word count: ~14,000 total (help)
pairings: harry styles/louis tomlinson
disclaimer: own nothing/know nothing/obviously. completely fictionalised.
summary: the roaring twenties descend. harry styles is hollywood's newest darling; louis tomlinson is perpetually by his side.
a/n: oh man. so. basically louis sometimes looks like he belongs in old hollywood (ahem ahem, just to name two) and the this flawlessly tagged post appened and here we are. lord help me.
in terms of the films/plays mentioned, the following are the only ones actually from the period: exiles, nosferatu, the jazz singer, a night in venice. lillian gish, buster keaton, hoot gibson, sam taylor, gloria swanson, rudolph valentino and harold lloyd are all real actors/directors from the '20s. every other character and film is fiction.
title from the smiths' hand in glove.
(also there is no sex in this. sorry, or something. i was going for classy, refined, roaring twenties and i thought rutting against a wall would kill the vibe a little. so yeah, if you're looking for smut this is not the fic for you.)
Part Two Timestamps
It is 1918.
New York has returned to its default setting; spring – deep greens slowly replace the browning leaves, the air gets warmer, heavier and snow trickles into the grates lining the streets. People start to appear again, not just hurriedly moving along the sidewalk from building to building to escape the cold, but properly, soaking in the sun that threads it’s way through the city. War rages on in Europe, of course, America is there is full force now, but for the residents of Manhattan the days are blessedly long and warm once again.
Harry Styles arrives back at NYU to continue his first semester of law, bag slung over his shoulder, curly hair all over the place in the spring breeze.
He crosses the main quad already running late to his lecture; he doesn’t mind though, because he was in a meeting and he’s almost a shoe in for the lead in the University production of Exiles. Law isn’t his dream, not really; he wants to act so act he does.
It’s as he’s considering just going back to his dorm and skipping class altogether that he sees Louis Tomlinson for the first time. And there, right in that moment, the divide is drawn, a thick black mark in his life; before Louis, after Louis. Not that he knows that right now of course, no, all he knows now is that there are two awfully blue eyes blinking at him with a smile.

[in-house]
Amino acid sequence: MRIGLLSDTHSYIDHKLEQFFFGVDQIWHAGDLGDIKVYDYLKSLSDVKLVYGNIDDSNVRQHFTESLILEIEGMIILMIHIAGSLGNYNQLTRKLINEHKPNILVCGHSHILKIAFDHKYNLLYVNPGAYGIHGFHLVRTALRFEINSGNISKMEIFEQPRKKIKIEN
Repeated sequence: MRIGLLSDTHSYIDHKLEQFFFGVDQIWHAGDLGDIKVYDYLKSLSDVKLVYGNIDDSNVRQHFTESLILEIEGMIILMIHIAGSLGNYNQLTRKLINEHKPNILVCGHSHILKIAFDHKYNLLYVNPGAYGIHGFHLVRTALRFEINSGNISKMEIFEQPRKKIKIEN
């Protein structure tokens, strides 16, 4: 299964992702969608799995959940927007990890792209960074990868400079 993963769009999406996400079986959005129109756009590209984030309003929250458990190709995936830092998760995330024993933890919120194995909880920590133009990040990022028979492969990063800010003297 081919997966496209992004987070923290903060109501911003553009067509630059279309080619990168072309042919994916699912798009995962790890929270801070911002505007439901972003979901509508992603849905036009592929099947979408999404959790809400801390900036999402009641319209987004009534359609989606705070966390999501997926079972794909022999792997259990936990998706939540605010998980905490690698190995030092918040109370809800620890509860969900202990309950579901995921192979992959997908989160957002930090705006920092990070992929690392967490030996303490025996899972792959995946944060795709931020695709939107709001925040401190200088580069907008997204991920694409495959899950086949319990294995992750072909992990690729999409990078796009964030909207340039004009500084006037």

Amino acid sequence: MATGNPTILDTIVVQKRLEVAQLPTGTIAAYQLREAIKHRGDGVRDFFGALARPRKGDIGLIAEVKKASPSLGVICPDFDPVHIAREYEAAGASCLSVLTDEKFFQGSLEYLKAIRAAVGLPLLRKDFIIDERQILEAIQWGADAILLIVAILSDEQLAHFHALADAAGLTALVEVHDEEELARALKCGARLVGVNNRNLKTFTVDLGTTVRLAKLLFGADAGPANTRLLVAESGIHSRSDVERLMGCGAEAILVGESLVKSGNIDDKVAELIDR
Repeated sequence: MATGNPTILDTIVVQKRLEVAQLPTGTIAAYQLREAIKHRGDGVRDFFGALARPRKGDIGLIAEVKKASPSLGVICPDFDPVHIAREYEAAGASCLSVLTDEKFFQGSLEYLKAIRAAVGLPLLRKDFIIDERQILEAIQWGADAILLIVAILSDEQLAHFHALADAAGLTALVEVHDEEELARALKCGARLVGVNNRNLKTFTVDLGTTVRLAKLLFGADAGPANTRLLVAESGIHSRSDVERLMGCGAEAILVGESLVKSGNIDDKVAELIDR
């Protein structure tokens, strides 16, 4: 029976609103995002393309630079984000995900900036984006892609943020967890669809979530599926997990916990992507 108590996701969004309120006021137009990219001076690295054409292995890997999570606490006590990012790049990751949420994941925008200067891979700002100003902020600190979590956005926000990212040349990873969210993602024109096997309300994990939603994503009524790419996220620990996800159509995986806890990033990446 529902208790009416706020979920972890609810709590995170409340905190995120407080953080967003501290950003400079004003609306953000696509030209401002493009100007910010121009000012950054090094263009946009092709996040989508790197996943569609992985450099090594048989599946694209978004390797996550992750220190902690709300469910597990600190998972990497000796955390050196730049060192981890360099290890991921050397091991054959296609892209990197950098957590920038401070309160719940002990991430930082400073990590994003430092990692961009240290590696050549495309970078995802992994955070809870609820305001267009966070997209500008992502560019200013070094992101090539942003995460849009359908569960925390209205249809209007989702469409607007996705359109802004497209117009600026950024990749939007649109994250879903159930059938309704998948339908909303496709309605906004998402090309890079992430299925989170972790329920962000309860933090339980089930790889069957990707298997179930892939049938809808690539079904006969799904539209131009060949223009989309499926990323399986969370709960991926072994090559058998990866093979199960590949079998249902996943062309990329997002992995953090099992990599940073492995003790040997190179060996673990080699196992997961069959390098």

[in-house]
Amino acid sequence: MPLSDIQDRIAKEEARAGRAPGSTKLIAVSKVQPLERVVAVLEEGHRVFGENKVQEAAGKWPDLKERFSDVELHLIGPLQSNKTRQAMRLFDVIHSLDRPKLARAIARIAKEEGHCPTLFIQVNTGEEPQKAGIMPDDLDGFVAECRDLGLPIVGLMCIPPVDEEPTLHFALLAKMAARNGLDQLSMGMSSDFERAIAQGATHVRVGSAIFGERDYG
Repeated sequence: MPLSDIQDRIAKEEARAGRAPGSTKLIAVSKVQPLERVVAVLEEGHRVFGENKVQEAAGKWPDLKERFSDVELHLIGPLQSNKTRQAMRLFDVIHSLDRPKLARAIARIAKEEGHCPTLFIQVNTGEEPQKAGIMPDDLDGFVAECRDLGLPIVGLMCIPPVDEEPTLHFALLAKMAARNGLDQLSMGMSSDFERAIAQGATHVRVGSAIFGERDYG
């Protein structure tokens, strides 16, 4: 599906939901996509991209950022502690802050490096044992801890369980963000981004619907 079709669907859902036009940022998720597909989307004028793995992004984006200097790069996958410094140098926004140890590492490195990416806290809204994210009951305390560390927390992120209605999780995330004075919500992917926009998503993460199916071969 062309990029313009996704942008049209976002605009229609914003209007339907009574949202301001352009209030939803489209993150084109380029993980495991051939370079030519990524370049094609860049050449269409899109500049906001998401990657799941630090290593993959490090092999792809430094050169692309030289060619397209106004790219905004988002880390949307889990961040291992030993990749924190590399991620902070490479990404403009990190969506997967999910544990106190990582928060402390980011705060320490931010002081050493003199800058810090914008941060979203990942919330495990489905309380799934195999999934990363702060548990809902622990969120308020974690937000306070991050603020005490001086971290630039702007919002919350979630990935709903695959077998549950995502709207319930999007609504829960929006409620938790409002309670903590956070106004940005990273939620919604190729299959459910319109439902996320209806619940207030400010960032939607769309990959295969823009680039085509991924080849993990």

“Got a light?”
Harry snaps his head up and is hit for he first time in his life with the kind of beauty that makes your breath hitch and your eyes open that bit wider, just to look. The boy in front of him smiles brightly, cigarette hanging out of his mouth lazily as he waits for Harry’s answer. His skin is bright and tan and his hair falls over his face in a choppy fringe and Harry thinks, oh. He has a white sweater knotted around his shoulders, soft blue of his shirt bringing out his eyes, and he blinks at Harry with a warm smile.
“You alright?” he asks, and he stares at Harry with a touch of concern at the younger boy’s apparent lack of an ability to communicate.
Harry snaps himself out of it with a small laugh, returns the boy’s smile slowly and drops a hand nonchalantly to his pocket, pulling out his lighter.
“Yeah, sure,” he says, and before he knows what he’s doing he cups his hand around the boy’s cigarette and lights the flame between them.
The boy smiles appreciatively and takes a long drag, eyes still trained on Harry with an inquisitive smile.
“Louis Tomlinson,” he says, extending a toned arm and delicate hand, shirt rolled halfway up his forearm. He ashes his cigarette onto the ground as Harry returns the gesture and they shake hands, Louis’ skin impossibly warm and soft.
“Harry,” he says, a little shyly, “Harry Styles.”
Louis considers him for a long moment, small smile still playing across his lips and Harry’s chest seems to shrink, or swell, or both.
“So are you busy right now, Harry, Harry Styles?” he asks, and Harry considers the lines he has to run and the lecture he has to attend and the dorm he should probably tidy, not to mention the letters he should write home. Then he considers the blue eyes in front of him, and they are far more appealing.
“Not at all,” he grins back. Louis gives a delighted smile and they spend the afternoon in a bar in Greenwich Village, just across the road from campus, smoking and drinking and talking about the French film showing at the theatre on Christopher Street this month, and Harry thinks, oh.
And so an afternoon becomes a week, which becomes a month, which becomes a semester, and Harry and Louis become something of a package, a two-for-one deal. Louis is older than Harry, in the penultimate year of his architecture degree, and his hands might be small but he draws more deftly than anyone Harry’s ever seen. And he’s clever and he’s funny and Harry wants to be around him all the time. He wants to watch the way he puts pencil to paper and the way he talks, he wants to see the way he flicks his hair off his face and the way his eyes crinkle up when he laughs, the way he bites his lip and his tongue brushes over his lips when he’s concentrating. He wants to hear the way his tone becomes serious when he talks about the war, wants to hear it lighten when Harry rolls his eyes and says, for God’s sake, Lou, can we talk about the new Lillian Gish film instead, and Louis inevitably says yes because not even Harry misses the way his face softens when he catches his eye. He wants to stare at Louis’ chiseled cheekbones and the way he fills out a suit better than anyone he knows even though he’s slight and delicate, and Harry hasn’t stopped thinking oh since he met him.